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Can you name the Schools which have performed best and worst in the NCAA Men's Basketball Tourney, given their seeds?
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Correctly named schools will show up below
Answers do not have to be guessed in order
See Comment for Full Explanation
Expected # of Wins is the average number of wins by all teams with the same seed since 1985. Teams are ranked in order by (Actual Wins)-(Expected Wins). For full methodology, see the first comment.
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Overperformers (Actual Wins/Expected Wins)
Underperformers (Actual Wins/Expected Wins)
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Historically Over/Underseeded NCAA Tourney Teams Quiz
Created Apr 22, 2011 in
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Apr 21st, 2011 at 07:14 GMT
The goal in making this quiz was to compile a list of which teams have won many more or fewer games in the NCAA Tourney then you might expect them to have just by looking at how they were seeded each year. The question is, how many games should you expect, say, a #2 seed to win? Straight chalk would say 3, but is that accurate?
For a team's "expected" performance each year, I used the average performance by all teams with the same seed since 1985. For example, the 108 teams seeded #2 in that time period have collectively won 262 games, an average of 2.43 per team per year. So a #2 seed that won 4 games before losing in the Final Four has effectively performed 1.57 games better than the average #2 seed. Conversely, a #2 seed that was knocked out in the Round of 32 performed 1.43 games *below* average.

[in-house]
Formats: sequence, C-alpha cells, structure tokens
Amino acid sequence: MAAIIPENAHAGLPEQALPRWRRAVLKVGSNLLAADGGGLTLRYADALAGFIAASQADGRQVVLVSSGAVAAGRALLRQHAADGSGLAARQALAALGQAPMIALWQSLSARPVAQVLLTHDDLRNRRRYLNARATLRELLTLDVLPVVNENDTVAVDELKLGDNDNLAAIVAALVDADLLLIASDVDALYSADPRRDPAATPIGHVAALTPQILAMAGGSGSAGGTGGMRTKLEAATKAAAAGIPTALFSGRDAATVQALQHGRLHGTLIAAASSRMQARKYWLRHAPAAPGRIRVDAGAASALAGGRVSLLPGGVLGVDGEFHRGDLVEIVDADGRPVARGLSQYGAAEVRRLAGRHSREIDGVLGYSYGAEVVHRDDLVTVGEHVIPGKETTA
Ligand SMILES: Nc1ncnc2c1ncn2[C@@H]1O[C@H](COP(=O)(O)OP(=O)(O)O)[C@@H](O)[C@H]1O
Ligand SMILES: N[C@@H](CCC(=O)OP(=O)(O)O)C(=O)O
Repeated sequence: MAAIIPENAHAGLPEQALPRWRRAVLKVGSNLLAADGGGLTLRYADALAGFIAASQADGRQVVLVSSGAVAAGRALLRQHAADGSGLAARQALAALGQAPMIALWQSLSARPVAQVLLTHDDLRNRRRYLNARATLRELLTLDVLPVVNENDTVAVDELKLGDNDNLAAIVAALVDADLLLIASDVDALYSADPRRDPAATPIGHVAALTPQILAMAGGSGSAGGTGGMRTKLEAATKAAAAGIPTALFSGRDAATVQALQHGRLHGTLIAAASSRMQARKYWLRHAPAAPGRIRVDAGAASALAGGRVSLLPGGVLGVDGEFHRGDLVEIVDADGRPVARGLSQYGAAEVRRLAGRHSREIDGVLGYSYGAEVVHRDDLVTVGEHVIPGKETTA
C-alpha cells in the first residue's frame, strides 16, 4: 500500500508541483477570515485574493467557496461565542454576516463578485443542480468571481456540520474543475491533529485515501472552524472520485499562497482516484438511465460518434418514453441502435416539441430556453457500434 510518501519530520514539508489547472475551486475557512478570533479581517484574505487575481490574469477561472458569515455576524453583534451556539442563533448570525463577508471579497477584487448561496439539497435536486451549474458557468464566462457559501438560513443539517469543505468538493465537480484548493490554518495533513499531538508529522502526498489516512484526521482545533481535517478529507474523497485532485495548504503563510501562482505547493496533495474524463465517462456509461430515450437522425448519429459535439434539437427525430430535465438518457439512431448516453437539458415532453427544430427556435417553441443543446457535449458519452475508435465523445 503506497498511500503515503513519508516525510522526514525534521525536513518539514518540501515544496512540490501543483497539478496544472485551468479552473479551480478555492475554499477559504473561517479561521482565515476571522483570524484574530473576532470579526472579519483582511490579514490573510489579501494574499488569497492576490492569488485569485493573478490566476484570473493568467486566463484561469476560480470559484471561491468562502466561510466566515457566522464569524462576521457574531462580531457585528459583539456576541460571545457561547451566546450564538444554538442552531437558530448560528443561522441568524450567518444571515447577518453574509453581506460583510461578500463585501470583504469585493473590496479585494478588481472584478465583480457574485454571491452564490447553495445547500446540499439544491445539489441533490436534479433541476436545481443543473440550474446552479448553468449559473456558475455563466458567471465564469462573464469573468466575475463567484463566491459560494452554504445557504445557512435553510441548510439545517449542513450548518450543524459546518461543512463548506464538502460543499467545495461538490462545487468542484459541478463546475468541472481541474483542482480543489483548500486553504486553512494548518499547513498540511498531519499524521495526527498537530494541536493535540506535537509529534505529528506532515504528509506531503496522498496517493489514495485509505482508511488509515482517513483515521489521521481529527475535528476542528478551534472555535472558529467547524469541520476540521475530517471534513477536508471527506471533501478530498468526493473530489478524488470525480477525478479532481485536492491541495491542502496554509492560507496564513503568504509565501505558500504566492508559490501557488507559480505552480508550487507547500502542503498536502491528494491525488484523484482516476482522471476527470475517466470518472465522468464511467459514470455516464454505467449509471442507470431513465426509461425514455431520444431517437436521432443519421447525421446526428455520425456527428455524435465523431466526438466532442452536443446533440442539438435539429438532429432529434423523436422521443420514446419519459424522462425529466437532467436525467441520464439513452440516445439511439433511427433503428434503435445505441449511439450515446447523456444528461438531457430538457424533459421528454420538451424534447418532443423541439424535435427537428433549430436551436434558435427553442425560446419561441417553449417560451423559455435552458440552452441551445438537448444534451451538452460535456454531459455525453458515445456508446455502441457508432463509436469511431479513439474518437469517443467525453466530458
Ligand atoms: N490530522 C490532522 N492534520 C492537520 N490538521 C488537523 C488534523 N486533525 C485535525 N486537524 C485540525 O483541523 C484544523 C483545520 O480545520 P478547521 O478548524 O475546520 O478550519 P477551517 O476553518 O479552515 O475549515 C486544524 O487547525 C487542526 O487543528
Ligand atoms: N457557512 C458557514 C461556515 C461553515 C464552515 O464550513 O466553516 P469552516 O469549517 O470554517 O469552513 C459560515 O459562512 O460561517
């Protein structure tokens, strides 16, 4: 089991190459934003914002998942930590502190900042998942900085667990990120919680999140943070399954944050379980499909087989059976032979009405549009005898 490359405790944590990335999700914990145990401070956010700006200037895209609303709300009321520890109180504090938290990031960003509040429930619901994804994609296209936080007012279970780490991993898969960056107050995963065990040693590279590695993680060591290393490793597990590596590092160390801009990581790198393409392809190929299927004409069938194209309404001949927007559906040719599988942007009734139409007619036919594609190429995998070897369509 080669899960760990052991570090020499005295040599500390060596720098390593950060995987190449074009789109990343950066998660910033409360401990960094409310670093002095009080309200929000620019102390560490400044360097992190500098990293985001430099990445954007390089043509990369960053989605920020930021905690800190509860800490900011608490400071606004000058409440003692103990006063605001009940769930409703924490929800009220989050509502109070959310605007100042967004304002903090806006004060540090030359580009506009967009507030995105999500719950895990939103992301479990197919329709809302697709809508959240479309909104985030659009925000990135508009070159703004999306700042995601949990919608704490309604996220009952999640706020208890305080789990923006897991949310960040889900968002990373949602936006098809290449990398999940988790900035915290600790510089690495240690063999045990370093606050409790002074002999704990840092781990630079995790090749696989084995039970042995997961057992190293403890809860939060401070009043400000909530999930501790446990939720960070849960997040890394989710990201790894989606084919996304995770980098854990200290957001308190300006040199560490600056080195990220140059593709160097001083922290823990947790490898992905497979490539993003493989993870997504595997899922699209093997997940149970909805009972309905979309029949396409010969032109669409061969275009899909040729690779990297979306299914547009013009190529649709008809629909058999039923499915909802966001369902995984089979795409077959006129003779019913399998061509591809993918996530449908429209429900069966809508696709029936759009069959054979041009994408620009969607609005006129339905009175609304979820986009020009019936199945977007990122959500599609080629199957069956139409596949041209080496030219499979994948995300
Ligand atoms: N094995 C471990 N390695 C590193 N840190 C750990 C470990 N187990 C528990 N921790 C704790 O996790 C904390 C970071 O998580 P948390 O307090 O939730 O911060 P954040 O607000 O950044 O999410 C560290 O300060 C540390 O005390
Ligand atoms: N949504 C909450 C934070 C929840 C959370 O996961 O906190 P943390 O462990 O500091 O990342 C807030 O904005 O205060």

Each team's performance over all its tourney appearances was added up, and sorted by total difference to get the ranking shown here. A few minor technicalities:
-Play-in Games: Wins in play-in games/"first four" games count. Each team in a play-in game was given an expected win total equal to half the expected wins of a corresponding seed without a play-in, plus 0.5 (the chance of winning the play-in game itself). For example, the average #11 seed that made the "main" tourney has won 0.54 games. For the VCU/USC play-in game this year, each team was given an expected wins of (0.54/2)+0.5=0.77.
-I treated all #1 seeds as equal, ignoring the recent "overall #1 seeds" (the sample size would have been too small to get a good average performance).
-Games counted even if they were later vacated by the NCAA.
Apr 21st, 2011 at 07:16 GMT
-It turned out (for better or worse) that the overperformers list consisted mostly of the usual suspects. In part this was because of my adding over all tournaments, which magnifies the performance of teams which appear in many tournaments. But the alternative of averaging by the number of Tourney Appearances seemed to have its own problems -- the list was dominated by teams that appeared once or twice in the tourney as a double digit seed, pulled off a first round upset once, and were never heard from again.
-I'd appreciate any comments on the quiz, especially suggestions as to how to make the column labels clearer.
Apr 22nd, 2011 at 04:50 GMT
Wow - you put a lot of work into this quiz. Nice job! Georgia needs an i.
Apr 22nd, 2011 at 05:06 GMT
It looks like, percentage-wise, Butler is by far the king of this list.
Apr 6th, 2012 at 05:50 GMT
Now updated with 2012 numbers. Duke dropped 5 places in one year, and Missouri shot their way up into the right hand column.
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